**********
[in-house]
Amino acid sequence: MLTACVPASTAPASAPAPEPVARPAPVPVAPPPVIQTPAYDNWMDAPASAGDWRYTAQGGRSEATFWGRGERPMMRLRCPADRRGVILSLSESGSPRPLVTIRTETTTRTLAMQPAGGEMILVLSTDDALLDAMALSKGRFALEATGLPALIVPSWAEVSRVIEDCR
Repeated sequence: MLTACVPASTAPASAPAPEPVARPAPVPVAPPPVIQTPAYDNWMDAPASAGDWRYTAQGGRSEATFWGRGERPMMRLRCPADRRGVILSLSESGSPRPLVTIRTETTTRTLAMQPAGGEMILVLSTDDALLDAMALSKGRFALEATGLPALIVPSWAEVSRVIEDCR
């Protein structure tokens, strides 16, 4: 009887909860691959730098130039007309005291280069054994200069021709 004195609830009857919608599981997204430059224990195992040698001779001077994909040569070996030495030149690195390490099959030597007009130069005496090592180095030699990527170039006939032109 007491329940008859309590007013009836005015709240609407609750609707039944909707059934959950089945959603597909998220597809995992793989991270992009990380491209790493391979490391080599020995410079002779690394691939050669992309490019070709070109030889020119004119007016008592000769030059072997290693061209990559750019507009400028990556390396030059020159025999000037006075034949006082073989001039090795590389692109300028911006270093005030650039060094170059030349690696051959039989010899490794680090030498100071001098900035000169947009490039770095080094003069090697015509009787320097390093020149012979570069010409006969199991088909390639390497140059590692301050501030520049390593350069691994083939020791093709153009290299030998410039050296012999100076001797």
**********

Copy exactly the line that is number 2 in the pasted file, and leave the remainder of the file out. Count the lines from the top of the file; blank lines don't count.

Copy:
Amino acid sequence: MLTACVPASTAPASAPAPEPVARPAPVPVAPPPVIQTPAYDNWMDAPASAGDWRYTAQGGRSEATFWGRGERPMMRLRCPADRRGVILSLSESGSPRPLVTIRTETTTRTLAMQPAGGEMILVLSTDDALLDAMALSKGRFALEATGLPALIVPSWAEVSRVIEDCR